# Homework Help: Hilbert Space Sequence

1. Sep 16, 2009

### keniwas

1. The problem statement, all variables and given/known data
Let f(x) be the discontinuous function
$$f(x)=e^{-x},\text{for }x>0$$
$$f(x)=x,\text{for }x\leq 0$$

Construct explicitly a sequence of functions $$f_n(x)$$, such that
$$||f_n(x)-f(x)||<\frac{1}{n}$$,
and $$f_n(x)$$ is a continuous function of x, for any finite n. Here $$||\;||$$ represents the metric in the Hilbert space of square-integrable functions on the line, $$-\infty<x<\infty$$. By construction, under this metric $$\lim_{n\rightarrow\infty}f_n=f.$$

3. The attempt at a solution
I have tried to find different sequences that might work for this (ex. Power Series expansion where n indicates the highest order term to use.) but I can't seem to find one that fits the requirement that it be less than 1/n. I have a feeling the triangle inequality is going to be used somewhere but I am not sure how yet...

2. Sep 16, 2009

### LCKurtz

Your f(x) isn't square integrable but you can find a continuous fn whose difference from f is square integrable. Try something like this. Make your fn(x) equal f(x) except on $$\left[ \frac {-1} n, 0\right ]$$, and a straight line joining your two pieces on this interval.

3. Sep 16, 2009

### keniwas

I like your idea, but I think it still produces a discontinuous function in the limit as $$n\rightarrow\infty$$

Using your example I would define a function
$$f_n(x) = \left\{ \begin{array}{lr} e^{-x} & \text{for } x>0\\ nx+1 & \text{for } -\frac{1}{n}<x\leq0\\ 0 & \text{for } x\leq-\frac{1}{n} \end{array} \right.$$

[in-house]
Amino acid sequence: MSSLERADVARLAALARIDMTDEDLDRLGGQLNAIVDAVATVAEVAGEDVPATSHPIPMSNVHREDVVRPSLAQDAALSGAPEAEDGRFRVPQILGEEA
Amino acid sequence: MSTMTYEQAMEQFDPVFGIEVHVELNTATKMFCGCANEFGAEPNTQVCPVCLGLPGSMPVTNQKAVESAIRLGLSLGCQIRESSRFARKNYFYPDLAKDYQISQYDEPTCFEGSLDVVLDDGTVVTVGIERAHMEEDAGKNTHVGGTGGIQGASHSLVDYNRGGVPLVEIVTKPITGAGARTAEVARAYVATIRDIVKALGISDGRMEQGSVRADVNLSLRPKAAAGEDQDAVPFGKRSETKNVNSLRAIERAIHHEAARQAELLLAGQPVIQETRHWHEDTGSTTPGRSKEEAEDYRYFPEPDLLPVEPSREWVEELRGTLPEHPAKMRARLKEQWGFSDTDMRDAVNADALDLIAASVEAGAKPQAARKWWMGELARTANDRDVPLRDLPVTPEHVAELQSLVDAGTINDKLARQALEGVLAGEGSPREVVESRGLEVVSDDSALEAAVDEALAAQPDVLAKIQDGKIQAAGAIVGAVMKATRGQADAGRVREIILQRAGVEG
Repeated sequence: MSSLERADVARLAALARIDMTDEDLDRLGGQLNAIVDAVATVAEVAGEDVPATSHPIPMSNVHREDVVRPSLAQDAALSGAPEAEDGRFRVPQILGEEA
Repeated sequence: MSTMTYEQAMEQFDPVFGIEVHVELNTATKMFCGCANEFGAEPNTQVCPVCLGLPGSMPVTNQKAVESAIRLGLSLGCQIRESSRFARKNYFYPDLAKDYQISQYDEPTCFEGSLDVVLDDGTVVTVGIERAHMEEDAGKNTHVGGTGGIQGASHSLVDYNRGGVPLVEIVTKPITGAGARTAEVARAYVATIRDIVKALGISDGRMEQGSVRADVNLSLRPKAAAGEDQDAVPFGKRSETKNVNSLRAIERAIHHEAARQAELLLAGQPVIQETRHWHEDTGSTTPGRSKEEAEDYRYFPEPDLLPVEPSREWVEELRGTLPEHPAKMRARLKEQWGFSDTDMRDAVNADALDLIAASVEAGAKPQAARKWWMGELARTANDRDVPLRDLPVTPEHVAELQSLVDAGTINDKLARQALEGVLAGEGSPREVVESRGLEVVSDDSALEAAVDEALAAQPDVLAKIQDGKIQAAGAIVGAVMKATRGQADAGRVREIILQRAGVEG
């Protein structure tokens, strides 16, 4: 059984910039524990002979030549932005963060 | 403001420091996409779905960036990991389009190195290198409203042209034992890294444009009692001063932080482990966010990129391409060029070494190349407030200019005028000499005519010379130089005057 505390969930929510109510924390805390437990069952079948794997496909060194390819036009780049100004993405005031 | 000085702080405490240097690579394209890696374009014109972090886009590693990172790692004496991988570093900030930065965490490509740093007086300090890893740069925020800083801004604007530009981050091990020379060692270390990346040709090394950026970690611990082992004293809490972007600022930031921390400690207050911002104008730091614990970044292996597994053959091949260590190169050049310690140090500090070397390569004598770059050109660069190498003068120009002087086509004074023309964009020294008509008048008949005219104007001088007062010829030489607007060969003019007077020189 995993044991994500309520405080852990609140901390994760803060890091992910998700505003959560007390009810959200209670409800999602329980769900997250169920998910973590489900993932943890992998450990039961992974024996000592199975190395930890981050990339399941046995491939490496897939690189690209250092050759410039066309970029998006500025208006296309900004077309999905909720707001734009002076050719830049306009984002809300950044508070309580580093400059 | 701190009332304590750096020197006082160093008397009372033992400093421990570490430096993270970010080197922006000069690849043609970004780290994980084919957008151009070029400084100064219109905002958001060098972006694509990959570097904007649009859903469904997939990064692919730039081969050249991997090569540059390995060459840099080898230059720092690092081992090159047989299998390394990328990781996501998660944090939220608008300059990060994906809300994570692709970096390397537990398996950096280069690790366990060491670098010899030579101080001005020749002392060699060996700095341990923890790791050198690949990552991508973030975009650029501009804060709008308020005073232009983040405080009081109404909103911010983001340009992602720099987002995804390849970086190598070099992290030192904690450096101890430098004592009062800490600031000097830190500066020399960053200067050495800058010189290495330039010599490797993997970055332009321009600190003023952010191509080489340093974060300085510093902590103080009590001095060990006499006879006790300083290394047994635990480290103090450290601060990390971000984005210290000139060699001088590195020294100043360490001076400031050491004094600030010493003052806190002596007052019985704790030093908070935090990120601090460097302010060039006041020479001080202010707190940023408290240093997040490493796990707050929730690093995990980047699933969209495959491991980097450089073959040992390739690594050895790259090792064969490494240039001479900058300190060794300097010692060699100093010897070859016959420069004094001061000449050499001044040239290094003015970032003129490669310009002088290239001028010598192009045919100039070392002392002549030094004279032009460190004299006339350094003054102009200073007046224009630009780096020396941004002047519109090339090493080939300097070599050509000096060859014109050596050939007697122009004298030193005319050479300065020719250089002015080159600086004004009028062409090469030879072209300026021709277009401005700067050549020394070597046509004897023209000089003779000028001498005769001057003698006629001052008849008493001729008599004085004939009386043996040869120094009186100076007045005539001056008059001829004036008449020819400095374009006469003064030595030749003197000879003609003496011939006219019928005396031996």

Which would be continuous, but in the limit as $$n\rightarrow\infty$$ it approaches the discontinuity observed in the original equation at x=0 since the linear part has an infinite slope and hence there is a jump from 0 to 1.

If I missed something you were intending please correct me.

4. Sep 16, 2009

### keniwas

Or perhaps is that the point? That this continuous function converges to a discontinuous one? The problem does say it has to be continuous for any finite n, which it is... Ok so if this is correct, how am I to prove it is always less than 1/n?

Last edited: Sep 16, 2009
5. Sep 16, 2009

### LCKurtz

Are you sure your $$f_n$$ get close to f in any sense of the word for x < 0? Look a little more closely at my hint.

It would be good to be more precise in your writing. When you say "it has to be continuous", what is the it?

Then you say prove it is less than 1/n. To what does that it refer? Is it the same "it"? A different "it"? It would be best not to use the pronoun "it" at all. Use the symbol(s) in question; it will help you to keep your thinking straight.